The Tenth Circuit Court of Appeals recently denied the SEC’s request for rehearing by a larger panel of the court, affirming the court’s three-judge panel holding that SEC in-house administrative law judges are unconstitutional.
Notably, the SEC’s loss at the Tenth Circuit comes after the full court of the D.C. Circuit decided to rehear a panel decision that reached the opposite conclusion—upholding the constitutionality of the SEC’s administrative law judges. The D.C. Circuit’s upcoming en banc hearing is scheduled for May 24, 2017, and its decision will either create a circuit split by affirming the panel’s decision, or join the Tenth Circuit in rebuking the SEC’s administrative law judges.
Since Congress passed the Dodd-Frank Wall Street Reform and Consumer Protection Act (the Dodd-Frank Act) in 2010, the SEC increasingly uses administrative proceedings before agency administrative law judges (ALJs) to pursue enforcement actions, rather than in the federal courts. As previously discussed in our prior alerts, these in-house proceedings provide far fewer protections to defendants, such as limited preparation time, restrained access to discovery, inapplicability of the Federal Rules of Evidence and no access to jury trials. Moreover, the ALJs presiding over these proceedings are appointed and employed by the SEC, not by the president with advice and consent of the Senate as required for “inferior officers” under the Constitution’s Appointments Clause.
As more defendants are subjected to these in-house administrative enforcement proceedings, the constitutionality of the presiding agency-appointed ALJs has come under fire. However, prior to the Tenth Circuit’s decision, no Circuit Court had ruled against the SEC on the constitutionality of its ALJs. The D.C. Circuit was the first circuit court to reach the issue, and upheld the constitutionality of the ALJs (in a decision that was subsequently vacated for rehearing en banc). The Tenth Circuit disagreed.
On May 3, 2017, the Tenth Circuit denied the SEC’s petition to reconsider the court’s recent ruling in Bandimere v. Securities and Exchange Commission, 884 F.3d 1168 (10th Cir. 2016). In 2012, the SEC brought an enforcement action against David Brandimere, a Colorado businessman, alleging he operated as an unregistered broker in selling unregistered investments in two Ponzi schemes. The ALJ found that Bandimere was liable and barred him from the securities industry, ordered him to cease and desist from violating securities laws, imposed civil penalties and ordered disgorgement. Bandimere sought review of the proceeding by the SEC, which reached a similar result in a separate opinion. Id. Ultimately, the matter was appealed to the Tenth Circuit Court of Appeals, which held that the SEC’s ALJs are not “employees” but are “inferior officers” that must be appointed by the president in accordance with the Appointments Clause. Id. at 1181. Accordingly, the court decided that the ALJ presiding over the in-house enforcement proceeding against Bandimere held the office unconstitutionally, and the administrative body’s opinion was set aside. Id. at 1188.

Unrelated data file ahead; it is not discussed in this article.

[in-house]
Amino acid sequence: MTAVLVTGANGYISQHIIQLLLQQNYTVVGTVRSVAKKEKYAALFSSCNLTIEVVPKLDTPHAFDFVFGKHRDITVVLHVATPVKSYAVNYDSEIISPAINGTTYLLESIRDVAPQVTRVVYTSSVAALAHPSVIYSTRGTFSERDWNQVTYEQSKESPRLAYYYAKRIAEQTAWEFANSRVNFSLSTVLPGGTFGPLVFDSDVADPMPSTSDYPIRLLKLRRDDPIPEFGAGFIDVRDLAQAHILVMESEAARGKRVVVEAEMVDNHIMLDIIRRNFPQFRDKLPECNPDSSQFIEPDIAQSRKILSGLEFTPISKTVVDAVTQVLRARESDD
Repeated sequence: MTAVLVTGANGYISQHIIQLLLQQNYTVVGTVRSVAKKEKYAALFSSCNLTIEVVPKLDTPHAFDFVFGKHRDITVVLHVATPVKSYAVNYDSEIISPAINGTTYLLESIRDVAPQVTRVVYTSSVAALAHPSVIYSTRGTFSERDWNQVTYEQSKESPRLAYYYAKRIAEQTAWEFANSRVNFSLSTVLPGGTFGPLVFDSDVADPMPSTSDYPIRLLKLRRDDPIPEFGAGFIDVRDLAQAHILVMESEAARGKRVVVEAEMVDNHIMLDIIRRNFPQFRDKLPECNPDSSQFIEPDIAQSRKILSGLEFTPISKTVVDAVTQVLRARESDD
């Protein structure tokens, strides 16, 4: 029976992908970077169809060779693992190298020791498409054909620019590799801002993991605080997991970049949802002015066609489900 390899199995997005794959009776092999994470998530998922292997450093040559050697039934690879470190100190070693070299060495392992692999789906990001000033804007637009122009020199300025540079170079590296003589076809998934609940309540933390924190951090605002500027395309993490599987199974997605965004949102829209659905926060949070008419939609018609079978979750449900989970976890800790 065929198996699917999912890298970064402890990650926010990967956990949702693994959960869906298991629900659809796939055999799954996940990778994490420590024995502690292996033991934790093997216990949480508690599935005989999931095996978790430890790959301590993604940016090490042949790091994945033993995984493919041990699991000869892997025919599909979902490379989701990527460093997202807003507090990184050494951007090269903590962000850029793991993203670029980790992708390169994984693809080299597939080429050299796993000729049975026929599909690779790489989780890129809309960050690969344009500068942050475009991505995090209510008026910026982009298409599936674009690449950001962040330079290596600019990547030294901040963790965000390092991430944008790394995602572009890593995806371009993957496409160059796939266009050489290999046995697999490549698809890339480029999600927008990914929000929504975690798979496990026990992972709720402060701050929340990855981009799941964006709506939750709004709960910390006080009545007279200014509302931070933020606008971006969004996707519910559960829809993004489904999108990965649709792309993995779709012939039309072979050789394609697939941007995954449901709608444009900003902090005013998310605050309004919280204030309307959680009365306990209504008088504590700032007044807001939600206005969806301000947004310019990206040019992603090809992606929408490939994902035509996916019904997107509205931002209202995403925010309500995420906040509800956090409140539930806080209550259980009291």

In its decision, the Tenth Circuit disagreed with the D.C. Circuit’s ruling in Raymond J. Lucia Cos., Inc. v. SEC, 832 F.3d 277 (D.C. Cir. 2016), reh'g en banc granted, judgment vacated (Feb. 16, 2017). The D.C. Circuit panel had held in Lucia that the SEC’s ALJs are “employees” and not “inferior officers.” The Tenth Circuit noted that the holding in Lucia was based on the court’s conclusion that the SEC ALJs cannot render final decisions. Bandimere, 884 F.3d at 1182 (citing Lucia, 832 F.3d at 285). However, the Tenth Circuit disagreed, finding that final decision-making power is not dispositive of the question of constitutionality of the SEC’s ALJs. Id.
The Tenth Circuit found similar issues addressed by the Supreme Court in Freytag v. Commissioner of Internal Revenue, 501 U.S. 868 (1991). The Tenth Circuit applied the same three key characteristics described by the Court in Freytag to SEC ALJs in this instance: “(1) the position of the SEC ALJ was established by law, (2) the duties, salary, and means of appointment . . . are specified by statute, and (3) SEC ALJs exercise significant discretion in carrying out . . . important functions.” Id. at 1179 (internal quotations omitted). To the court, these characteristics demonstrate that SEC ALJs are not simply employees, but instead are “inferior officers” under the Appointments Clause.
In addition to the SEC’s loss in the Tenth Circuit, the SEC faces potential problems in the D.C. Circuit where it previously obtained a favorable decision. As noted above, on February 16, 2017, the D.C. Circuit granted a petition to rehear its decision in Lucia, leaving open the possibility that the D.C. Circuit could change course and join the Tenth Circuit in rendering the SEC in-house proceedings unconstitutional. That upcoming decision will greatly drive the next stage of this ongoing dispute between the SEC and defendants, as a ruling to confirm Lucia will create a circuit split—potentially setting up a future Supreme Court challenge. Or, should the D.C. Circuit overturn its prior panel decision, the SEC’s position will be further weakened, as two of the nation’s circuit courts will have rendered the process unconstitutional.
We will continue to follow these SEC proceedings carefully and provide further updates.
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